Infection with gastrointestinal parasitic nematodes is a major cause of chronic morbidity and economic burden around the world, particularly in low-resource settings. Some parasitic nematode species, including the human-parasitic threadworm Strongyloides stercoralis and human-parasitic hookworms in the genera Ancylostoma and Necator, feature a soil-dwelling infective larval stage that seeks out hosts for infection using a variety of host-emitted sensory cues. Here, we review our current understanding of the behavioral responses of soil-dwelling infective larvae to host-emitted sensory cues, and the molecular and cellular mechanisms that mediate these responses. We also discuss the development of methods for transgenesis and CRISPR/Cas9-mediated targeted mutagenesis in Strongyloides stercoralis and the closely related rat parasite Strongyloides ratti. These methods have established S. stercoralis and S. ratti as genetic model systems for gastrointestinal parasitic nematodes and are enabling more detailed investigations into the neural mechanisms that underlie the sensory-driven behaviors of this medically and economically important class of parasites.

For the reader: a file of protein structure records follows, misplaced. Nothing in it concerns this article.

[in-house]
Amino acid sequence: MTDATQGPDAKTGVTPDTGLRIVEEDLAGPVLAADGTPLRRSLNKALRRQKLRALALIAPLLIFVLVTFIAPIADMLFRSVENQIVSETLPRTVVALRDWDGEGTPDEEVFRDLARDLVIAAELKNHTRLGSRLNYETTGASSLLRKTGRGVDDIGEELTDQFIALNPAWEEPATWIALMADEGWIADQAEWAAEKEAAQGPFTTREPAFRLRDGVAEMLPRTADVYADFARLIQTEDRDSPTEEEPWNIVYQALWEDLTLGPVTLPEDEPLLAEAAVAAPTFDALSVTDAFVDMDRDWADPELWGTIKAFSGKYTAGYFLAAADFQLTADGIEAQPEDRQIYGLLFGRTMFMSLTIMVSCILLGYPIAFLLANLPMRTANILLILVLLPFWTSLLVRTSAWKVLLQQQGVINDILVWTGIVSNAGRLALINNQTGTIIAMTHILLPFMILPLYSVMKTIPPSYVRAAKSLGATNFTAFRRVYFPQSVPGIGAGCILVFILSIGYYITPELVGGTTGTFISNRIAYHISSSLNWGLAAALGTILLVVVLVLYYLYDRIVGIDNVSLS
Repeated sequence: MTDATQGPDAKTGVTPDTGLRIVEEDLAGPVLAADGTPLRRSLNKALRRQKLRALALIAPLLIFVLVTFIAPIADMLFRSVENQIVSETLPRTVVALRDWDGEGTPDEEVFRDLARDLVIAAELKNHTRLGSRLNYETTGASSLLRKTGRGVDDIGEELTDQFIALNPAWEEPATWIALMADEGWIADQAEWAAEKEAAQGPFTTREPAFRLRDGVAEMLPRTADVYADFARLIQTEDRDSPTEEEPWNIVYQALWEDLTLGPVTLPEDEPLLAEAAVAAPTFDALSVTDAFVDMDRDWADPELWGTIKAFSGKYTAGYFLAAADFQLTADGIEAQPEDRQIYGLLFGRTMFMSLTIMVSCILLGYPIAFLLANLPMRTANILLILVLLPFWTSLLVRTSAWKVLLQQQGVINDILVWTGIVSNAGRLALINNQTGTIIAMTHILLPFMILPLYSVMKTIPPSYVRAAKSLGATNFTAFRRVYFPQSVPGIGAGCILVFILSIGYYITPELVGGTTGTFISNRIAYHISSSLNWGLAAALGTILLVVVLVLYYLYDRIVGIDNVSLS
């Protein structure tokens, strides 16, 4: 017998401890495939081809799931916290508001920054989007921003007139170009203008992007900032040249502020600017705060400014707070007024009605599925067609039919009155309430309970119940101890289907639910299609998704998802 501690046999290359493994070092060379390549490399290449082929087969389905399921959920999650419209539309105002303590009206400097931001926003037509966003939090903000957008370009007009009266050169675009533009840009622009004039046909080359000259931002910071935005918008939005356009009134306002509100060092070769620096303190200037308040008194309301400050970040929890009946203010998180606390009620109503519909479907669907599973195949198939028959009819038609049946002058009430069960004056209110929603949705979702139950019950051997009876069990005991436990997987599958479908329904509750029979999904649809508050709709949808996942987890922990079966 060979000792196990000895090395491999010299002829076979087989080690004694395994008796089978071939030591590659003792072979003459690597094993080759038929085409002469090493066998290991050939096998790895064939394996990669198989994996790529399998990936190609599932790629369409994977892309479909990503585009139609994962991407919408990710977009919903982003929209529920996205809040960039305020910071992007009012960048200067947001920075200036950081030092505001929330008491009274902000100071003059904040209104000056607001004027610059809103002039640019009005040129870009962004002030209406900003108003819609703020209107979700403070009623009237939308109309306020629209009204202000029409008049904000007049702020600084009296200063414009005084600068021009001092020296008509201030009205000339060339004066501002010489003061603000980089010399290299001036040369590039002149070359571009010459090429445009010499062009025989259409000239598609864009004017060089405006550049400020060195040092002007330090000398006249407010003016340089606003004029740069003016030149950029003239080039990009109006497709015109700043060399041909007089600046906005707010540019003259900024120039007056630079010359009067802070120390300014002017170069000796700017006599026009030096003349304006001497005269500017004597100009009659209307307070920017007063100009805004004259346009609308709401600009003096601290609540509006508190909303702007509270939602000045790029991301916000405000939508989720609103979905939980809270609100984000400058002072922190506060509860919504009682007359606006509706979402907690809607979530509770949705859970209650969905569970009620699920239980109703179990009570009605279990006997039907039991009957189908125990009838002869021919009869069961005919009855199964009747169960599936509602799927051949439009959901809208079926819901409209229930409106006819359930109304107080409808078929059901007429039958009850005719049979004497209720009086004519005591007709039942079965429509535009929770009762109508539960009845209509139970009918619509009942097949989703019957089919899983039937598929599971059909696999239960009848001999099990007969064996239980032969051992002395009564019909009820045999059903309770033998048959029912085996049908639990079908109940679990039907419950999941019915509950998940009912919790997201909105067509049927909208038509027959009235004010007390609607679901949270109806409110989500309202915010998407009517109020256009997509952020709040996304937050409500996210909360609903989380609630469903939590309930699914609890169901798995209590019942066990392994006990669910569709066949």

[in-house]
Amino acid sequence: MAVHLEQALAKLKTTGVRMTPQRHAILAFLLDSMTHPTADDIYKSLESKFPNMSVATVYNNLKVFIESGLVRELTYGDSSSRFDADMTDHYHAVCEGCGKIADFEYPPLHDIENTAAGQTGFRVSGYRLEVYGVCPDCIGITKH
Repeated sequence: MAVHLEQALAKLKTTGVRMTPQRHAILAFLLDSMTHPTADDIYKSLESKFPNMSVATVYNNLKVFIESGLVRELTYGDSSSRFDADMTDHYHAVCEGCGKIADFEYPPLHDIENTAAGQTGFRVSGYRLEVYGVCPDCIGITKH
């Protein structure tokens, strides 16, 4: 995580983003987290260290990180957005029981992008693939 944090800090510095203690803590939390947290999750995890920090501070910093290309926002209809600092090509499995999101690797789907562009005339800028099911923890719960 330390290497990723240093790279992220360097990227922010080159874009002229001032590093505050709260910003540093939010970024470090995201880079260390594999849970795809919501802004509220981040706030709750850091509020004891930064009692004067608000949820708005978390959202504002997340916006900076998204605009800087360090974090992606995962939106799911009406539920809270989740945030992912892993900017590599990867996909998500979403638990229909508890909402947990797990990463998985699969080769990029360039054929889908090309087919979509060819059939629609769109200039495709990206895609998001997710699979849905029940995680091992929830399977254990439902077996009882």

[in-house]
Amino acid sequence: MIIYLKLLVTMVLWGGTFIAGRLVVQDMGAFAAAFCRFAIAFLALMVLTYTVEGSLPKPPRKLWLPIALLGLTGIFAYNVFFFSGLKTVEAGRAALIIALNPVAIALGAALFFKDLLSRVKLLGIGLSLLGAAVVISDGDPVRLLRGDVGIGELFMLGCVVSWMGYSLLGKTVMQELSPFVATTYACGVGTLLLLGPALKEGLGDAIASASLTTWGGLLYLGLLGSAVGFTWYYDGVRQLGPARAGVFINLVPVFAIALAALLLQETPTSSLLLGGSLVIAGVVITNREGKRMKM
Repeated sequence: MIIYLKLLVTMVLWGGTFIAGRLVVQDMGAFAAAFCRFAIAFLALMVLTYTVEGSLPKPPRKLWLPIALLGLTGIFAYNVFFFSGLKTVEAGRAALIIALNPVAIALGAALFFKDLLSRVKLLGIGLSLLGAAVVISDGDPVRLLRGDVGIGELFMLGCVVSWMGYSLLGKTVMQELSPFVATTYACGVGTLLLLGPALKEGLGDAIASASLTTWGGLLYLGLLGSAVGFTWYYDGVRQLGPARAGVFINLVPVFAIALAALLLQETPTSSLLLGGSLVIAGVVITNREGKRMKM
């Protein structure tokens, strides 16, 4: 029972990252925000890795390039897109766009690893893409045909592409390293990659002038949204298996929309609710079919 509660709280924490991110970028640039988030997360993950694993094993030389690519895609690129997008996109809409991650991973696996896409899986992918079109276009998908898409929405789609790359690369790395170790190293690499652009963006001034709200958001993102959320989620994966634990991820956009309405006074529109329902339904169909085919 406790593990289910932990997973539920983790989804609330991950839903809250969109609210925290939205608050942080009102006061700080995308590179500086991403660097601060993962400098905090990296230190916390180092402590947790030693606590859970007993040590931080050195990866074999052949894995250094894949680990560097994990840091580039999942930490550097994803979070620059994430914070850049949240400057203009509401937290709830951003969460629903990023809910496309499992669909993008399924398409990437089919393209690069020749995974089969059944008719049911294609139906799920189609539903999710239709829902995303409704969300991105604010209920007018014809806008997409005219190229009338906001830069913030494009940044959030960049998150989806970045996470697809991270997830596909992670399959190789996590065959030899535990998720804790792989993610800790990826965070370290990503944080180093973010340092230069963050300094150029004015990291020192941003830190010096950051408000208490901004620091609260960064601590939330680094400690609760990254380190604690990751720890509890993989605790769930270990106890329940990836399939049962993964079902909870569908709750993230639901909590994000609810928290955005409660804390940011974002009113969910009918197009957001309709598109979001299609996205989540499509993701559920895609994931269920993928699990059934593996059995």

Keywords: Chemosensation; Host seeking; Parasitic helminth; Parasitic nematode; Sensory behavior; Strongyloides; Thermosensation.
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